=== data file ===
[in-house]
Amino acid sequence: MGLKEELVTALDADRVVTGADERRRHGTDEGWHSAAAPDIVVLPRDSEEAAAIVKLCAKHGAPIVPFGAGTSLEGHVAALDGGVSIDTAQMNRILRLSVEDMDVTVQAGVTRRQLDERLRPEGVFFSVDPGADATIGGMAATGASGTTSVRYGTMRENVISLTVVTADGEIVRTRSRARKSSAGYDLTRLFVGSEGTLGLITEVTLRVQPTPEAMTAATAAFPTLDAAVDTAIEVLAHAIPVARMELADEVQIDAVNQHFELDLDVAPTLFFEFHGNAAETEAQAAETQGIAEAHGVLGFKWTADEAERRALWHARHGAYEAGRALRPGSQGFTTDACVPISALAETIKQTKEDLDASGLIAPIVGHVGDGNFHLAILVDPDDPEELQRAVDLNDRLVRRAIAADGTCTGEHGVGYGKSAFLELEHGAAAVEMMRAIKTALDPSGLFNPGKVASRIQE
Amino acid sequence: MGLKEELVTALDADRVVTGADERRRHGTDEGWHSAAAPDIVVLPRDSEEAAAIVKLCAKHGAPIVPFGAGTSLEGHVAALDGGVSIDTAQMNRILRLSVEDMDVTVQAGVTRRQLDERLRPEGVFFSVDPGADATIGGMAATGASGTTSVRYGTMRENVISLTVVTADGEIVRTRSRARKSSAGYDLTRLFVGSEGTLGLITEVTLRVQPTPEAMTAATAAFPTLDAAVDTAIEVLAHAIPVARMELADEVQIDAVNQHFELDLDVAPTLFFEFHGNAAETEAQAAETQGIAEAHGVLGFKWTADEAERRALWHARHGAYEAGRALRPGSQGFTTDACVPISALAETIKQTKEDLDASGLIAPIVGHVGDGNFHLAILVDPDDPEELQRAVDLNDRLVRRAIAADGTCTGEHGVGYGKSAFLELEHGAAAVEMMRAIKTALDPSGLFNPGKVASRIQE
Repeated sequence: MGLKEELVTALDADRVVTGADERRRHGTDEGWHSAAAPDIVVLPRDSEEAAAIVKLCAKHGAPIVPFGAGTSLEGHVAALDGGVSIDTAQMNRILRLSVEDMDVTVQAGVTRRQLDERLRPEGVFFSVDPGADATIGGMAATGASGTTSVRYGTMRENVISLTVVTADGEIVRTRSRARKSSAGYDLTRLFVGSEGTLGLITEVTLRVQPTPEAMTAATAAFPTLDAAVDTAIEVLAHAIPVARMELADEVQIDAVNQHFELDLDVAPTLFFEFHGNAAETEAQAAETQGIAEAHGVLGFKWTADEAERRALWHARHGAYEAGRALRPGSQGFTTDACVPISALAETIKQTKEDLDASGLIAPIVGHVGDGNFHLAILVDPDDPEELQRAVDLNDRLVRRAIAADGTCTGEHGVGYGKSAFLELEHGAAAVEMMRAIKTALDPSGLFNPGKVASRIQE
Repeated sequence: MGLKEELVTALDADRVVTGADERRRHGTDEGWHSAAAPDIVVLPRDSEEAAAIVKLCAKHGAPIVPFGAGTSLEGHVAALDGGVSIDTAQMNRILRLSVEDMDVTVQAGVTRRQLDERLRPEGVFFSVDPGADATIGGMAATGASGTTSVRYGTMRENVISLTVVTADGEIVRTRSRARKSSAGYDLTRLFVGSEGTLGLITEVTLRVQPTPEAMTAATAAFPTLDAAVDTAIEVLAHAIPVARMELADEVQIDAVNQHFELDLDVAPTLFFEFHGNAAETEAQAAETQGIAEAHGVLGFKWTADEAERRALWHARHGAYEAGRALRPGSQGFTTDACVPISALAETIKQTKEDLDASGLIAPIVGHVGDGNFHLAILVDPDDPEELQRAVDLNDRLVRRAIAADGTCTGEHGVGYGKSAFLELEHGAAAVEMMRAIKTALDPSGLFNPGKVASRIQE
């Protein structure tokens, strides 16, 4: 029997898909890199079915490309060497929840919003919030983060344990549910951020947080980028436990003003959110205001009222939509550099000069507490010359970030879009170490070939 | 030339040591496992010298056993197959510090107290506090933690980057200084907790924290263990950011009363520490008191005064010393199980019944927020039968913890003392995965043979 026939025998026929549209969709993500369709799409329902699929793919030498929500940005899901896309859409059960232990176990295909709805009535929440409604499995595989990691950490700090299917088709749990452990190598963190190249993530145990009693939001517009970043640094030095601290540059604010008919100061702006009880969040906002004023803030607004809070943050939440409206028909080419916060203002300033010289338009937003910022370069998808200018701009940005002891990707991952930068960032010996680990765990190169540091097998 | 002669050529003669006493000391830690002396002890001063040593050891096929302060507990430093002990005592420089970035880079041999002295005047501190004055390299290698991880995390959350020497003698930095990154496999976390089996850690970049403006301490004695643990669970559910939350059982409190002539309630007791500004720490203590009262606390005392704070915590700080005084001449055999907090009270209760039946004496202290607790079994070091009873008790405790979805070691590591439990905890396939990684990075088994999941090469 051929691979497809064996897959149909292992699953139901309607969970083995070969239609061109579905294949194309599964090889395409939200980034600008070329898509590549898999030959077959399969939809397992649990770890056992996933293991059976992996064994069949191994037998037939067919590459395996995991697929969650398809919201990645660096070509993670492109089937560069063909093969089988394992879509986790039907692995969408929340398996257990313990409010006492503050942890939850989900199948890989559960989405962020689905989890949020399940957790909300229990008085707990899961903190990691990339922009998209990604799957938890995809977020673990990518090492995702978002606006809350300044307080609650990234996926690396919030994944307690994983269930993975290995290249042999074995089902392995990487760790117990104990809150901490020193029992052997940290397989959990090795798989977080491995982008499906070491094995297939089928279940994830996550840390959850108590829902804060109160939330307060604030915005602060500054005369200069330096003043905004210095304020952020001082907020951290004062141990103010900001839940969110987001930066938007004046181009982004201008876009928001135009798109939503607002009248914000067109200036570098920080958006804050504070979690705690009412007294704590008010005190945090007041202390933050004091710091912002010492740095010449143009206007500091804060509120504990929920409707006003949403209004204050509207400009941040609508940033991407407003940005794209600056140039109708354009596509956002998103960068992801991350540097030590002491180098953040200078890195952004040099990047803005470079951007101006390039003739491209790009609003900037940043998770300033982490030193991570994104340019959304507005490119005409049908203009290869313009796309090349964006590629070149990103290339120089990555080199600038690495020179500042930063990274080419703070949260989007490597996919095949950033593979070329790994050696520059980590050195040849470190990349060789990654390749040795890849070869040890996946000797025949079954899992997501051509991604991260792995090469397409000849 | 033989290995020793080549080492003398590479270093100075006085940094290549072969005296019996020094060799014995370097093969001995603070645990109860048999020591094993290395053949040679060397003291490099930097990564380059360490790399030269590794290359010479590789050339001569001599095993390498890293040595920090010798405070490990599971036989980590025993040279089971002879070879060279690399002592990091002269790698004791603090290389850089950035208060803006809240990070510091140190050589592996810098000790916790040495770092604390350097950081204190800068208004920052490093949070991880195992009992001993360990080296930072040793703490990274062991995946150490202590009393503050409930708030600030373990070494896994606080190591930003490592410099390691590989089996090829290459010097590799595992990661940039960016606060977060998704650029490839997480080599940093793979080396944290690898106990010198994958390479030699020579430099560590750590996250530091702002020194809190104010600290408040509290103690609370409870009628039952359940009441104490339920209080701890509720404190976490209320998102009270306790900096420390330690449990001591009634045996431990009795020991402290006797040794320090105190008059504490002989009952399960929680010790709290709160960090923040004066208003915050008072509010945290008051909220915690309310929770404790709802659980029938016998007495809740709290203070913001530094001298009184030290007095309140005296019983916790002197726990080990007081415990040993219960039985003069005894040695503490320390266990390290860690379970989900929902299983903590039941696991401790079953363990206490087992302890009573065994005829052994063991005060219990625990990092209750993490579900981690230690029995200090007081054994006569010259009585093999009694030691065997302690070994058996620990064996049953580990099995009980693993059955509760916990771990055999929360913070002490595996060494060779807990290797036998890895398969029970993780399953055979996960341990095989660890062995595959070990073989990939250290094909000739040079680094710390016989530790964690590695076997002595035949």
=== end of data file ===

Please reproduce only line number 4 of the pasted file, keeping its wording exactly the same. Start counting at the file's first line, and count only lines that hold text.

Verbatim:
Repeated sequence: MGLKEELVTALDADRVVTGADERRRHGTDEGWHSAAAPDIVVLPRDSEEAAAIVKLCAKHGAPIVPFGAGTSLEGHVAALDGGVSIDTAQMNRILRLSVEDMDVTVQAGVTRRQLDERLRPEGVFFSVDPGADATIGGMAATGASGTTSVRYGTMRENVISLTVVTADGEIVRTRSRARKSSAGYDLTRLFVGSEGTLGLITEVTLRVQPTPEAMTAATAAFPTLDAAVDTAIEVLAHAIPVARMELADEVQIDAVNQHFELDLDVAPTLFFEFHGNAAETEAQAAETQGIAEAHGVLGFKWTADEAERRALWHARHGAYEAGRALRPGSQGFTTDACVPISALAETIKQTKEDLDASGLIAPIVGHVGDGNFHLAILVDPDDPEELQRAVDLNDRLVRRAIAADGTCTGEHGVGYGKSAFLELEHGAAAVEMMRAIKTALDPSGLFNPGKVASRIQE